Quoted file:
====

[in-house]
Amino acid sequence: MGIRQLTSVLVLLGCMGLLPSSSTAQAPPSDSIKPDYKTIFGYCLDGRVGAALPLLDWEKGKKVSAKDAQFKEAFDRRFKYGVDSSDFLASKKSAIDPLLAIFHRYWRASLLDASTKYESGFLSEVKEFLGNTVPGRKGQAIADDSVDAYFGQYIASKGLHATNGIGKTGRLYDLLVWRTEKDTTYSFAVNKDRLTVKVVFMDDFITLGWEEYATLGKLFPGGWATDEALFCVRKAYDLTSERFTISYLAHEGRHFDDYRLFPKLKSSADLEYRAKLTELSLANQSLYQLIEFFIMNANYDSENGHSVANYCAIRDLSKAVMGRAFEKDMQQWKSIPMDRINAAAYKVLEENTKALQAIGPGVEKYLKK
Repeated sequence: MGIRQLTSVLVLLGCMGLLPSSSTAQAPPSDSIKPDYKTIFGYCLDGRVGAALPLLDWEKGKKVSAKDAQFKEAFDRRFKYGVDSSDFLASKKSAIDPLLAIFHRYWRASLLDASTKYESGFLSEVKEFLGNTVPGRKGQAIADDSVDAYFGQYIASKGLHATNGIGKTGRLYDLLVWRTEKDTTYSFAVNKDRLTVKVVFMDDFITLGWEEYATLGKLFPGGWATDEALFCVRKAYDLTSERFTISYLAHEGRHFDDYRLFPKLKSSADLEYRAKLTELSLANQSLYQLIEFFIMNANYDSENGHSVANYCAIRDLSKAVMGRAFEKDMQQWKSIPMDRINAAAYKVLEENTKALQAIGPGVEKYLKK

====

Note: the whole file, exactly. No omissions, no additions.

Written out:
[in-house]
Amino acid sequence: MGIRQLTSVLVLLGCMGLLPSSSTAQAPPSDSIKPDYKTIFGYCLDGRVGAALPLLDWEKGKKVSAKDAQFKEAFDRRFKYGVDSSDFLASKKSAIDPLLAIFHRYWRASLLDASTKYESGFLSEVKEFLGNTVPGRKGQAIADDSVDAYFGQYIASKGLHATNGIGKTGRLYDLLVWRTEKDTTYSFAVNKDRLTVKVVFMDDFITLGWEEYATLGKLFPGGWATDEALFCVRKAYDLTSERFTISYLAHEGRHFDDYRLFPKLKSSADLEYRAKLTELSLANQSLYQLIEFFIMNANYDSENGHSVANYCAIRDLSKAVMGRAFEKDMQQWKSIPMDRINAAAYKVLEENTKALQAIGPGVEKYLKK
Repeated sequence: MGIRQLTSVLVLLGCMGLLPSSSTAQAPPSDSIKPDYKTIFGYCLDGRVGAALPLLDWEKGKKVSAKDAQFKEAFDRRFKYGVDSSDFLASKKSAIDPLLAIFHRYWRASLLDASTKYESGFLSEVKEFLGNTVPGRKGQAIADDSVDAYFGQYIASKGLHATNGIGKTGRLYDLLVWRTEKDTTYSFAVNKDRLTVKVVFMDDFITLGWEEYATLGKLFPGGWATDEALFCVRKAYDLTSERFTISYLAHEGRHFDDYRLFPKLKSSADLEYRAKLTELSLANQSLYQLIEFFIMNANYDSENGHSVANYCAIRDLSKAVMGRAFEKDMQQWKSIPMDRINAAAYKVLEENTKALQAIGPGVEKYLKK